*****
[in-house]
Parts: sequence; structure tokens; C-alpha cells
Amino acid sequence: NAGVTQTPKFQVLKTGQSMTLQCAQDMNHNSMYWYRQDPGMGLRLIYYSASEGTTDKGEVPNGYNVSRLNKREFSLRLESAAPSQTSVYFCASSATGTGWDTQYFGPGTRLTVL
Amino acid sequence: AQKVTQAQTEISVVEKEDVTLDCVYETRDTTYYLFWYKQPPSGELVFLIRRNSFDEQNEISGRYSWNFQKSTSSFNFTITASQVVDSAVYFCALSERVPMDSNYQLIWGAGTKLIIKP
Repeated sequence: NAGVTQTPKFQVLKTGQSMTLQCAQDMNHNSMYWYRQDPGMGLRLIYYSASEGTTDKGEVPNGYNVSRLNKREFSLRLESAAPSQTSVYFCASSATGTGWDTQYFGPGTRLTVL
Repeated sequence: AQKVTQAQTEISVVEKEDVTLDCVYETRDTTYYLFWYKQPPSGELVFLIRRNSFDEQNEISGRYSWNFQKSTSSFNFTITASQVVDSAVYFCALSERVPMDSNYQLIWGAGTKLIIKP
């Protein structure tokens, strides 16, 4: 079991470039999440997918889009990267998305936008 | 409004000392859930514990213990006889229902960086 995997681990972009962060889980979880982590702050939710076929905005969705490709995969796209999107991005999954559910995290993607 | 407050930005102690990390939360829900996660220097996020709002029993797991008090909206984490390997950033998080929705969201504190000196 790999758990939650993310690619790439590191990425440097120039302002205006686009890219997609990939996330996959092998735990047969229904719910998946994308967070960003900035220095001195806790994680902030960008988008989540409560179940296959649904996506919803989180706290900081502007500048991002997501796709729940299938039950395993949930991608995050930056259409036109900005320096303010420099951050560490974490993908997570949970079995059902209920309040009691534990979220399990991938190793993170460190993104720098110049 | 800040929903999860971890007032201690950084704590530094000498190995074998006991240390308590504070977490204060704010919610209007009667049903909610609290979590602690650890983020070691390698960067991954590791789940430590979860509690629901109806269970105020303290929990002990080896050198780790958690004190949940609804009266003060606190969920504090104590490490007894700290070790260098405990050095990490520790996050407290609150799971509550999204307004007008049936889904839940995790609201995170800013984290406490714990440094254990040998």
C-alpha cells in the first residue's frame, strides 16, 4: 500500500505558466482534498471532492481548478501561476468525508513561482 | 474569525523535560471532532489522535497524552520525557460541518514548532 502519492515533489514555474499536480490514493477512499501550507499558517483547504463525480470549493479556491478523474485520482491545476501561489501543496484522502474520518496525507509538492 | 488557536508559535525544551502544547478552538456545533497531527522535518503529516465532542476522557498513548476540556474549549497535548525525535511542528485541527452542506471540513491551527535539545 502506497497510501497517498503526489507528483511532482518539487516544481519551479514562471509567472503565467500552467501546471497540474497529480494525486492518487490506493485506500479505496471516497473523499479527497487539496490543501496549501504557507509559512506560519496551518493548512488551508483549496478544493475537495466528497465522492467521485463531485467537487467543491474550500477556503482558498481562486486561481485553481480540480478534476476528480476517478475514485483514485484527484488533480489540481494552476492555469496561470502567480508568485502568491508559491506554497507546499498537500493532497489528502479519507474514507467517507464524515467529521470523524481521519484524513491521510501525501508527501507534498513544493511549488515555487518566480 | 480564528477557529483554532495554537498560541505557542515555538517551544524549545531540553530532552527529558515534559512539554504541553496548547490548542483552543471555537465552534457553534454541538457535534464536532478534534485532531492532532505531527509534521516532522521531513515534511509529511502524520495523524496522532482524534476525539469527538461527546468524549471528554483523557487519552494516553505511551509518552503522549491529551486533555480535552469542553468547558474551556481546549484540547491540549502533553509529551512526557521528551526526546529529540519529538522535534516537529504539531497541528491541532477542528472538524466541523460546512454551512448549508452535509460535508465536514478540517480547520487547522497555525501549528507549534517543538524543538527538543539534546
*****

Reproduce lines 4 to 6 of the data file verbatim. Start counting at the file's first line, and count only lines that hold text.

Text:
Amino acid sequence: AQKVTQAQTEISVVEKEDVTLDCVYETRDTTYYLFWYKQPPSGELVFLIRRNSFDEQNEISGRYSWNFQKSTSSFNFTITASQVVDSAVYFCALSERVPMDSNYQLIWGAGTKLIIKP
Repeated sequence: NAGVTQTPKFQVLKTGQSMTLQCAQDMNHNSMYWYRQDPGMGLRLIYYSASEGTTDKGEVPNGYNVSRLNKREFSLRLESAAPSQTSVYFCASSATGTGWDTQYFGPGTRLTVL
Repeated sequence: AQKVTQAQTEISVVEKEDVTLDCVYETRDTTYYLFWYKQPPSGELVFLIRRNSFDEQNEISGRYSWNFQKSTSSFNFTITASQVVDSAVYFCALSERVPMDSNYQLIWGAGTKLIIKP